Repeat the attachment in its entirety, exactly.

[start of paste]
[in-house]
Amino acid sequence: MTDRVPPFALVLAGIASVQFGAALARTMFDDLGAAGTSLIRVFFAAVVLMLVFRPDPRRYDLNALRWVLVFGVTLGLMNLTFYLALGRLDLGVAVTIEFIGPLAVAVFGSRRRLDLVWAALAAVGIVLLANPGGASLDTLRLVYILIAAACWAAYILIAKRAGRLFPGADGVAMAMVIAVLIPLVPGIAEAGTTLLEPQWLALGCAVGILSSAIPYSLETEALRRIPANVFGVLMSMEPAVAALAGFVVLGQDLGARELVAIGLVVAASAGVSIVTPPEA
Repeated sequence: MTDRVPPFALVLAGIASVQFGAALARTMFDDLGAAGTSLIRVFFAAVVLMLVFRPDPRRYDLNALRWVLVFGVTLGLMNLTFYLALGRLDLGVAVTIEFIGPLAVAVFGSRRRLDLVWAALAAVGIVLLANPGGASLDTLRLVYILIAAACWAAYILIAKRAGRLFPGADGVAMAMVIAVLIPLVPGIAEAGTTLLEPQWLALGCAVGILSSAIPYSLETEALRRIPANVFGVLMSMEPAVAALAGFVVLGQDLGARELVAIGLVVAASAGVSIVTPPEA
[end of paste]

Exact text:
[in-house]
Amino acid sequence: MTDRVPPFALVLAGIASVQFGAALARTMFDDLGAAGTSLIRVFFAAVVLMLVFRPDPRRYDLNALRWVLVFGVTLGLMNLTFYLALGRLDLGVAVTIEFIGPLAVAVFGSRRRLDLVWAALAAVGIVLLANPGGASLDTLRLVYILIAAACWAAYILIAKRAGRLFPGADGVAMAMVIAVLIPLVPGIAEAGTTLLEPQWLALGCAVGILSSAIPYSLETEALRRIPANVFGVLMSMEPAVAALAGFVVLGQDLGARELVAIGLVVAASAGVSIVTPPEA
Repeated sequence: MTDRVPPFALVLAGIASVQFGAALARTMFDDLGAAGTSLIRVFFAAVVLMLVFRPDPRRYDLNALRWVLVFGVTLGLMNLTFYLALGRLDLGVAVTIEFIGPLAVAVFGSRRRLDLVWAALAAVGIVLLANPGGASLDTLRLVYILIAAACWAAYILIAKRAGRLFPGADGVAMAMVIAVLIPLVPGIAEAGTTLLEPQWLALGCAVGILSSAIPYSLETEALRRIPANVFGVLMSMEPAVAALAGFVVLGQDLGARELVAIGLVVAASAGVSIVTPPEA